The stock market notched a record-high close Thursday and the Dow topped 27,000 for the first time as easing trade tensions and the Federal Reserve’s fresh campaign to push down interest rates more than offset lingering economic worries.
Typically, the Fed cuts its key short-term rate amid a recession, limiting any upside for the market, says Nick Reece, portfolio manager for Merk Investments. But in congressional testimony this week, Fed Chairman Jerome Powell solidified expectations for the central bank to lower the rate this month with the economy still chugging along in a bid to head off a potential downturn.
“To the extent (the Fed is) cutting rates and it’s not a recession, that is going to be supportive of stocks,” Reece says.
Trump executive order: Organ transplants will fuel a little-known biotech company
Kidney dialysis stocks soar: Investors see Trump executive order as good news
The other dynamic powering stocks higher: Trade war fears repeatedly have driven the market down only to be at least partly alleviated.
“As the worst fears don’t materialize, that gives fuel to the bull market,” Reece says.
At the G-20 meetings late last month, President Trump and Chinese President Xi Jinping didn’t resolve their broad dispute but Trump agreed to put off a 25% tariff on the remaining $300 billion in Chinese imports not already subject to duties as talks continue.
As a result, stocks are climbing despite a slowing global and U.S. economy and many analysts’ forecasts for a recession next year, allowing both the bull market and economy expansion to extend record 10-year runs.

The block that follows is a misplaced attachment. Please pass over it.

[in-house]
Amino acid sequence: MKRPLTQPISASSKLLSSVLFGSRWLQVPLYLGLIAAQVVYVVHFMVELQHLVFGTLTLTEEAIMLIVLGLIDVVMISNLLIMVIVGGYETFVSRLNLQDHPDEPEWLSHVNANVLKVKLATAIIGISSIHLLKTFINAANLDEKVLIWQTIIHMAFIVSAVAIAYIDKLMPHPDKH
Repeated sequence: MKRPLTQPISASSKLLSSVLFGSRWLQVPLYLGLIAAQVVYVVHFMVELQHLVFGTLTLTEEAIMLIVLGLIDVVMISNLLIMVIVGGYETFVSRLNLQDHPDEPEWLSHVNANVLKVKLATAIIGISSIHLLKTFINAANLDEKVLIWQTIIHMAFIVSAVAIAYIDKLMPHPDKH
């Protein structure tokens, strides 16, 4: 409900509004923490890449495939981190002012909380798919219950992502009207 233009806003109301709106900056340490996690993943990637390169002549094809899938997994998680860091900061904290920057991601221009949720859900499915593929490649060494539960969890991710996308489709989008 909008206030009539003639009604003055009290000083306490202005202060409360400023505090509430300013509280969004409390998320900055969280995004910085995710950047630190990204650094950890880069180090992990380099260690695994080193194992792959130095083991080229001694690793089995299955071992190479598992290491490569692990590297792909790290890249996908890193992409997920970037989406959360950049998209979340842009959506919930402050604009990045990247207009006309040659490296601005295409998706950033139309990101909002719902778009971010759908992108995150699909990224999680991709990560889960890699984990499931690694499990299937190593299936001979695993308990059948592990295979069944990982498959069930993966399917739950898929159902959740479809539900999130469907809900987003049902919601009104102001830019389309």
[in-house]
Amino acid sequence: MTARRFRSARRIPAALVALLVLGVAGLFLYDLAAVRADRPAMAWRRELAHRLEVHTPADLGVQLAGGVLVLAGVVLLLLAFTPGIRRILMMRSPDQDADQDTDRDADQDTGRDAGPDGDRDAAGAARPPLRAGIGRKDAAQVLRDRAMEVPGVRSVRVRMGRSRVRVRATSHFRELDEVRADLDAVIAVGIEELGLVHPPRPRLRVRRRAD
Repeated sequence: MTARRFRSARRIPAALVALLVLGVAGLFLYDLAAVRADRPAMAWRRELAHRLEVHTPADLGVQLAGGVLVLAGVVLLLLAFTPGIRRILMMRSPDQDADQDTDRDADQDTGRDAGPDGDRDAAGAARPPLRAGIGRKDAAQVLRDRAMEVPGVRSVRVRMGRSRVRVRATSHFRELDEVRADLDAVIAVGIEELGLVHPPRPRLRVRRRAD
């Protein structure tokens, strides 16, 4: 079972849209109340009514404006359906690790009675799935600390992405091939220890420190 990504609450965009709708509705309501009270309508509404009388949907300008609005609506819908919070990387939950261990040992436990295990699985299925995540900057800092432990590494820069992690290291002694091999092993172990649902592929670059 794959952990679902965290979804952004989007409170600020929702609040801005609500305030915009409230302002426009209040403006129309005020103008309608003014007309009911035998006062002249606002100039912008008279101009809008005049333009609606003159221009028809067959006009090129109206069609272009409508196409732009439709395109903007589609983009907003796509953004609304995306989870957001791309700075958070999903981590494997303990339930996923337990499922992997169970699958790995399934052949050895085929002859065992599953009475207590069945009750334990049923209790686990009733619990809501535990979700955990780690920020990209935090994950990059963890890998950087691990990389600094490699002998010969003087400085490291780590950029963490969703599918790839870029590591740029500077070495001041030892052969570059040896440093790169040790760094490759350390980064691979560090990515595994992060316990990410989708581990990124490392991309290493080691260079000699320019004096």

The Dow Jones industrial average closed up 228 points, or 0.85%, at 27,088. The Standard & Poor’s 500 index rose 6.8 points, or 0.23%.
The tech-heavy Nasdaq fell 6.5 points, Or 0.08%, at 8,196.
Ironically, Reece believes the broad market can rise another 10% this year as long as investor fears continue to keep the market volatile and keep euphoria at bay. The S&P 500 is up about 20% this year but just 12% above its early 2018 level.
On Wednesday, Fed Chairman Jerome Powell said that many Fed officials believe a weakening global economy and rising trade tensions have strengthened the case for a rate cut. The remarks came as Powell gave testimony before the House Financial Services Committee.
The market rallied through much of June after the central bank first signaled that it was prepared to cut rates to offset slowing global growth and the fallout from U.S. trade conflicts.
Chipmaker Nvidia was among the big gainers in the technology sector in early trading Thursday. The stock climbed 3.8%. CenturyLink led the gainers in the communications sector, rising 1.2%.
Mystery grows: Vatican opens tombs in search of missing girl’s remains
Hong Kong extradition bill: Parents, friends remember protester who died
Banks also helped lift the market. They got a boost from a pickup in the yield on the 10-year Treasury note, which rose to 2.08% from 2.06% late Wednesday. When bond yields rise, they push interest rates on mortgages and other loans higher, making them more profitable for lenders. Goldman Sachs Group gained 2.6%.
Energy stocks were the biggest laggard. Cimarex Energy dropped 3.8%. Real estate and materials stocks also fell.
CONSUMER PRICES: The Labor Department said Thursday that the consumer price index increased 1.6% in June from a year earlier. That is down from 1.8% in May and the second straight drop. It rose 2.1% from a year ago.
Inflation has been muted throughout the 10-year expansion, now the longest on record, even as the unemployment rate has dropped to a very low 3.7%. Federal Reserve Chairman Jerome Powell cited persistently low inflation on Wednesday as a justification for potentially lowering short-term interest rates at the Fed’s next meeting in late July.
TRADE TENSIONS: Retaliatory tariffs remain a worry for markets.
While China-U.S. trade tensions have calmed with a resumption of talks by phone between top envoys, friction with France looms after President Donald Trump’s administration launched an investigation into French plans for a special tax targeting big tech companies.
Contributing: Associated Press